Five years after Canterbury was first shaken by a major quake, the people of Christchurch gathered on New Brighton beach this morning to mark the anniversary.
It was a morning of reflection for Cantabrians.
Five years ago, at 4:35am, hundreds of thousands of people were shaken from their sleep by a magnitude 7.1 earthquake, centred west of Christchurch, near Darfield.
The eastern suburbs of Christchurch and parts of the Selwyn and Waimakariri districts were worst-hit and many homes which experienced liquefaction were later red-zoned by the Government.
To mark the anniversary, more than 250 people gathered on New Brighton beach at 6am to watch the sunrise.
Christchurch Mayor Lianne Dalziel said everybody's lives had been changed forever by the earthquakes.
"Everything that happened since, really started on that particular day," she said.
She said it was important for people to gather and reflect on what Christchurch, Canterbury and its residents had been through for the past 60 months.
She said the quakes had been a "tale of two cities" for Christchurch, with the east suffering the brunt of the damage and the west being less affected.
Ms Dalziel read out part of a Civil Defence situation report prepared on the day of the quake.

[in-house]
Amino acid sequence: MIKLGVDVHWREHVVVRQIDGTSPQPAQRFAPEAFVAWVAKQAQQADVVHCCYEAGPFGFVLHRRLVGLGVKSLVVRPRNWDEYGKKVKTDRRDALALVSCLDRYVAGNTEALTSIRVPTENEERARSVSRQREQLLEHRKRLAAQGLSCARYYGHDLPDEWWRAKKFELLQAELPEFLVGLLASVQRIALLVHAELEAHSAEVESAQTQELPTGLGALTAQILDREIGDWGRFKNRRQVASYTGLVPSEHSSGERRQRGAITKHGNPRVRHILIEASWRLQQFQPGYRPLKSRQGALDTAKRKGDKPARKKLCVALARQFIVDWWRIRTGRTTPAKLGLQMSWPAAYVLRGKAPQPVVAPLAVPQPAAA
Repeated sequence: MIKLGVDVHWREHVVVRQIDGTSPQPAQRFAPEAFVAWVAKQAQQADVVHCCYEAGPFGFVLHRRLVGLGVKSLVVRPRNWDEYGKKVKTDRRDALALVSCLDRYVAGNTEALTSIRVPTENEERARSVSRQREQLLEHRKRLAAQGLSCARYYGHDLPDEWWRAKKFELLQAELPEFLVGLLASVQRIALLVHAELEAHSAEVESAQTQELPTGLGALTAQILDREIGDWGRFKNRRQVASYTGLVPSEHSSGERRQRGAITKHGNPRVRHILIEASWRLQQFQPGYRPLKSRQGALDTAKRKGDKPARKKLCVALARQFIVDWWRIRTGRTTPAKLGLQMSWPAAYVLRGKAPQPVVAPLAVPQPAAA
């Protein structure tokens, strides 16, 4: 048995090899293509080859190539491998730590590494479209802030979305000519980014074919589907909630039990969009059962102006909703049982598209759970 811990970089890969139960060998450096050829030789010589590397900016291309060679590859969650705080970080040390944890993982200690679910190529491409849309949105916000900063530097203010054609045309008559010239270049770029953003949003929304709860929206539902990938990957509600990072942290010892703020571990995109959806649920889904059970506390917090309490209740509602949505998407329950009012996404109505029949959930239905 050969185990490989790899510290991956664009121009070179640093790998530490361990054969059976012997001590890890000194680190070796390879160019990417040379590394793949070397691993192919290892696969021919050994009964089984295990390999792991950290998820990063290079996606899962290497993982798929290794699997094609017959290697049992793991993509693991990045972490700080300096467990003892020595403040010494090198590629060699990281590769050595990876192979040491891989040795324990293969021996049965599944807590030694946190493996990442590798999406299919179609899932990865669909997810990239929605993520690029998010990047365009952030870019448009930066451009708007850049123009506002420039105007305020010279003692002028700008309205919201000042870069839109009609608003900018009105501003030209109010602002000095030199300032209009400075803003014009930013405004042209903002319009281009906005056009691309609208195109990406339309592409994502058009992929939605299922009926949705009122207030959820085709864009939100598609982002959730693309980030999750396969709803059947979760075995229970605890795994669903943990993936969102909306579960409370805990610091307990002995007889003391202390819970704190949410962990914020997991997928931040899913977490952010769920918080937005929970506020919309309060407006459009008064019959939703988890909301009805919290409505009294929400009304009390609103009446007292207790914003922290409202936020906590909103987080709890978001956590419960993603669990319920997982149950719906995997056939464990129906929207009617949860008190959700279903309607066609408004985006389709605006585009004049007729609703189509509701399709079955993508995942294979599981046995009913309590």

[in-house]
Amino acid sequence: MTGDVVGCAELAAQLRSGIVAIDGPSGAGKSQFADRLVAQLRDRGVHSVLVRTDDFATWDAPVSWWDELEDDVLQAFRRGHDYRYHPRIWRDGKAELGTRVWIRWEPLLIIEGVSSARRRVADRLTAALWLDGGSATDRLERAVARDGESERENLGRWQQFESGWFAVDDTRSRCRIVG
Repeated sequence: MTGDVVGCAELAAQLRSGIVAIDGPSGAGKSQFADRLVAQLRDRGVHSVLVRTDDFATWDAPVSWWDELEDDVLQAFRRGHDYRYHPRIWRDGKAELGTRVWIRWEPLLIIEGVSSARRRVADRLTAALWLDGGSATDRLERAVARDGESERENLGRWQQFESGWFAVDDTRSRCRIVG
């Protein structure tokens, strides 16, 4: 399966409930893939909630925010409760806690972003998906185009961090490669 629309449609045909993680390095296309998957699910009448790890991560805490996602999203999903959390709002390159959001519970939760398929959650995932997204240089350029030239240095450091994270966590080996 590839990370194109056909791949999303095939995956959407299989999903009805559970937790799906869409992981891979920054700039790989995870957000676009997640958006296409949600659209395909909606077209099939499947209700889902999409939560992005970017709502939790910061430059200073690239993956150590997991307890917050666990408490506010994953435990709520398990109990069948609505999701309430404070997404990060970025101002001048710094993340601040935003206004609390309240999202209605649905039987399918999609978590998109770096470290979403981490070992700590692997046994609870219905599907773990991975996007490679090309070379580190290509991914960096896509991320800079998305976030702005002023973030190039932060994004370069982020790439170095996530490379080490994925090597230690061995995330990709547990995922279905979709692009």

The report described the significant damage to infrastructure and buildings throughout the region and the flooding and liquefaction experienced in eastern parts of the city.
She said people would not forget being shaken awake just after 4:30am, and said lives had changed forever in the last five years.
The ceremony included a karakia, a reading and speeches from Ms Dalziel and the Associate Earthquake Recovery Minister Nicky Wagner.
Local MPs Poto Williams and Megan Woods, city councillors, and the Selwyn and Waimakariri Mayors were among those who attended.
The former chief executive of the Canterbury Earthquake Recovery Authority Roger Sutton was also in the crowd.
A St Albans resident Jocelyn Kinghorn said it was surreal that five years had gone by.
"It's gone fast, but it's been very long and drawn out as well."
She said during the September quake, she "stayed in bed and just rolled with it".
The Kaiapoi community is hosting two events today to mark the quake.
The first, being hosted by the You Me We Us group, will involve the unveiling of a sculpture and a later ceremony starting at 5:30pm in Trousellot Park will feature music, a food market and a fireworks display.
A public bike ride along the latest stage of the city's Coastal Pathway - from Ferrymead to Scarborough Beach in Sumner - is also taking place today.